Now you've read Part 1 of our sensory series (click here if you haven't) and you're feeling ready to give this a go you need some ideas. Here I've put together some ideas on sensory bases and what ages are the best for.
Big disclaimer up front, these are broad generalisations of age and development. Only *you* know your kid. Only you know when they're done mouthing and when they are able to listen to instructions.
Dying sensory bases
For my family I prefer to dye sensory bases even from a young age to introduce the idea that coloured stuff is for play, not coloured stuff is for eating. Doing this is so easy. There's many methods out there and you can google all the different methods. But the really simple option is put a bit of vinegar, a bit of food dye and your sensory bases in a zip lock bag, shake, lay out on a baking tray to dry and boom you're done. I've also used paint with this same method (minus the vinegar) to great effect but I would use food dye if you're at all concerned about mouthing.
How: Ideally a shallow pan or lid from tupperware is great at this age.
What: You can use baby cereal, water, uncooked oats. I have very small garden rocks I put in a metal cake tin my son used to like to move and make noises with. He couldn't grasp yet and I used high-supervision so wasn't concerned about mouthing. It had the added benefit of when he spewed in it I could rinse them off 😂 So that's a good idea to keep in mind if you are similarly blessed with spewy babies.
Another great way to experience sensory play with a baby is to enclose it. You can do this with a calm bottle or a ziplock bag, reusable silicone bag or even laminating bag (use a hair straightener to seal three sides, put in your sensory base and seal the last edge).
Baby Tyson enjoying his sensory bottles made with Jumbo Test Tubes.
Babies also love texture so laying them on something that makes a noise or feels interesting is a great option. Tummy time on a Sarah's Silk is a great idea, aluminium foil to hear the crinkle is another great one.
Taping sensory bags to the floor is a great way to let small children explore without mess or choking hazards.
How: This is a great time to experiment in the highchair. They are contained and the table itself helps contain the mess. Simply let them get their hands involved and touch and feel the different textures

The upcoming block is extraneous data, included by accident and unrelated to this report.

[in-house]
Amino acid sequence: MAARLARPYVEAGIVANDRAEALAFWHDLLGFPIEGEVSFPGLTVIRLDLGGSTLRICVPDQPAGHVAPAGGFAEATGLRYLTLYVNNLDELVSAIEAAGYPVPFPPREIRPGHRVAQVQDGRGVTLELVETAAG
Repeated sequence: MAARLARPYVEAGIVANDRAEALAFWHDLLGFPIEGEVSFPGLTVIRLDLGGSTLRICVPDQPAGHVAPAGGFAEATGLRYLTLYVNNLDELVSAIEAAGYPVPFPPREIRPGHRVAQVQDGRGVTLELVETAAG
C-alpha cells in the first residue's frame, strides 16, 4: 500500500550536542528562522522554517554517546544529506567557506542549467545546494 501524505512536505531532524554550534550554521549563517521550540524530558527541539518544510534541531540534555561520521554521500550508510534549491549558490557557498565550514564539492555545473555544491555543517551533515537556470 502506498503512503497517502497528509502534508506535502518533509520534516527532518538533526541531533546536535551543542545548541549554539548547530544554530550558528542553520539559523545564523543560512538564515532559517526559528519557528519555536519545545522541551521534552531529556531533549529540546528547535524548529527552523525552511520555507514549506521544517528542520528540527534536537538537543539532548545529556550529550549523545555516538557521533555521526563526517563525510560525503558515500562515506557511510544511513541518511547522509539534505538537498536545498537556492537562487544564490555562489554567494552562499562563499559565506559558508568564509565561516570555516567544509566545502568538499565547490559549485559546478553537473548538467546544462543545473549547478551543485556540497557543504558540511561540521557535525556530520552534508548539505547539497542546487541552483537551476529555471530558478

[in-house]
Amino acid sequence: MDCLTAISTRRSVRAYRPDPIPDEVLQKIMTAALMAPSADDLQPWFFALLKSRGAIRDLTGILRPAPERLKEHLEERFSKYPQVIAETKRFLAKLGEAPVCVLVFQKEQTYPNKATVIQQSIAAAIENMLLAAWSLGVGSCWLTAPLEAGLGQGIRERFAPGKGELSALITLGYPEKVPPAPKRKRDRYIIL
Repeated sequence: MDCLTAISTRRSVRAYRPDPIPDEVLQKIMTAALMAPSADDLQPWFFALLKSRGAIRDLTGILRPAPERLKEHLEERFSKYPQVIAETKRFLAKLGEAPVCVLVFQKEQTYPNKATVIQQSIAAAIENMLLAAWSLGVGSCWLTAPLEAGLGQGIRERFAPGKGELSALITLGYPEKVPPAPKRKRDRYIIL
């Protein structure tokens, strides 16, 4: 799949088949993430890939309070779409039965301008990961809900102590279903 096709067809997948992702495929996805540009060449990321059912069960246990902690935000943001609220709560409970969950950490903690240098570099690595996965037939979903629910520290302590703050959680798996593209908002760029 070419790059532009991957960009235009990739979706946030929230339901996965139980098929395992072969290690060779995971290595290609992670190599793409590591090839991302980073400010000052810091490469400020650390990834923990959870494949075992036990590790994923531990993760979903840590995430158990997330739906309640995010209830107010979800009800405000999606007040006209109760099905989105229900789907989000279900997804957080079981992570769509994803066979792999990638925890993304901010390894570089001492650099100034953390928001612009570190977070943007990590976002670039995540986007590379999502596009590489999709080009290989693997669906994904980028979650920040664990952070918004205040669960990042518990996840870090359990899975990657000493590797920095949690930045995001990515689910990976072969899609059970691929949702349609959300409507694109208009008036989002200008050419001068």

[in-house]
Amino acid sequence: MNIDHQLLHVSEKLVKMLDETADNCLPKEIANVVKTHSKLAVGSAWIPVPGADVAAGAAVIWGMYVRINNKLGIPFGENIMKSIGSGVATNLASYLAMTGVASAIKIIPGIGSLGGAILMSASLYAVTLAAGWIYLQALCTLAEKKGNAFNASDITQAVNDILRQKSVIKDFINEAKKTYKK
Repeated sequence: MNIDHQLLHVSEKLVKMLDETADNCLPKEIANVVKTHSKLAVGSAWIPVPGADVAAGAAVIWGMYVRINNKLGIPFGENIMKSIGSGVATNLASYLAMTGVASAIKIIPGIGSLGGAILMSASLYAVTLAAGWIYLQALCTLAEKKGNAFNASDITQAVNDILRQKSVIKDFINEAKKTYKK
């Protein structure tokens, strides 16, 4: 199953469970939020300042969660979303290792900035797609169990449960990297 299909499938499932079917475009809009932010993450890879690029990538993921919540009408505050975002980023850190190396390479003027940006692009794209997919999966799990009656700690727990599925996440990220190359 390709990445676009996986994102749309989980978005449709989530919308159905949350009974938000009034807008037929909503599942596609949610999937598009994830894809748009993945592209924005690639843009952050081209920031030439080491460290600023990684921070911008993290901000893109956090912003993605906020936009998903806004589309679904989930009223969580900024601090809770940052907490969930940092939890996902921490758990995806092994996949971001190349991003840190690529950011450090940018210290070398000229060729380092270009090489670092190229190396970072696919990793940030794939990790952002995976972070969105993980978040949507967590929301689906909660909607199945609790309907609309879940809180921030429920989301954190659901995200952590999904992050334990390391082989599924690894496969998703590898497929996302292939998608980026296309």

What: Everything mentioned above is still great choices. Finger painting with coloured yogurt or rice cereal can be really fun at this age, you can do this straight on the highchair table or on a tray.
As you notice their grasping develop large uncooked pasta is a great choice for practicing. As you notice their pincer grasp developing move to smaller items like pom-poms. They would be a choking hazard so I definitely recommend high supervision and again trusting your instincts as their parent.
Water is such a good sensory play activity for small children. Easy to clean up, easy to set up and great for exploration.
What: Water is always a winner in this phase where tipping and pouring is strong. But also include dry sensory bases that pour well - rice, lentils, chickpeas are all great choices. Oobleck is a lot of fun at this age (corn flour and water). You can even mix up a looser version as "chalk paint" and do some washable paint outside.
Flower soup is a great activity with limited set up and free resources. You can even involve your child in the picking or cutting of plants and flowers!
For older toddlers this is a great time to start working on other skills like cutting with cooked spaghetti or play dough. Making pre-writing shapes in coloured salt. And even using tongs to pick up pom-poms and help strengthen those little hands.
Toddlers love tipping and pouring, never underestimate the fun of water!
How: This is when kids will often enjoy more of a narrative with their sensory play. They will enjoy washing things, making soups and potions. It's time to get your Waytoplay roads out and make some mess!
What: Washing dolls/animals/trucks in soapy water can be a lot of fun. You can even introduce some "muddy" Oobleck or paint to make them dirty first. Waytoplay with shaving cream is a fun one, we call it "snow trucks" and it's my son's favourite. Potions or soups are great. Just use some coloured water and add anything you want - glitter, fresh or dried flowers, pom-poms etc. If DIY isn't your thing we stock these great Potion Kits with everything you need all together and in cute little themes. This is usually when you're good to introduce things that are definitely not taste-safe or for mouthers like water marbles, Calming Sand, Unicorn Flurry and shaving cream.
At this older age, themed sensory trays can be really fun for little ones to learn or to explore imaginative play.
This certainly isn't an extensive list of what you can do as sensory play but it gives you some ideas and options and hopefully inspires you. As always feel free to reach out with questions or if you need any inspiration or help.
- by Jenna Milburn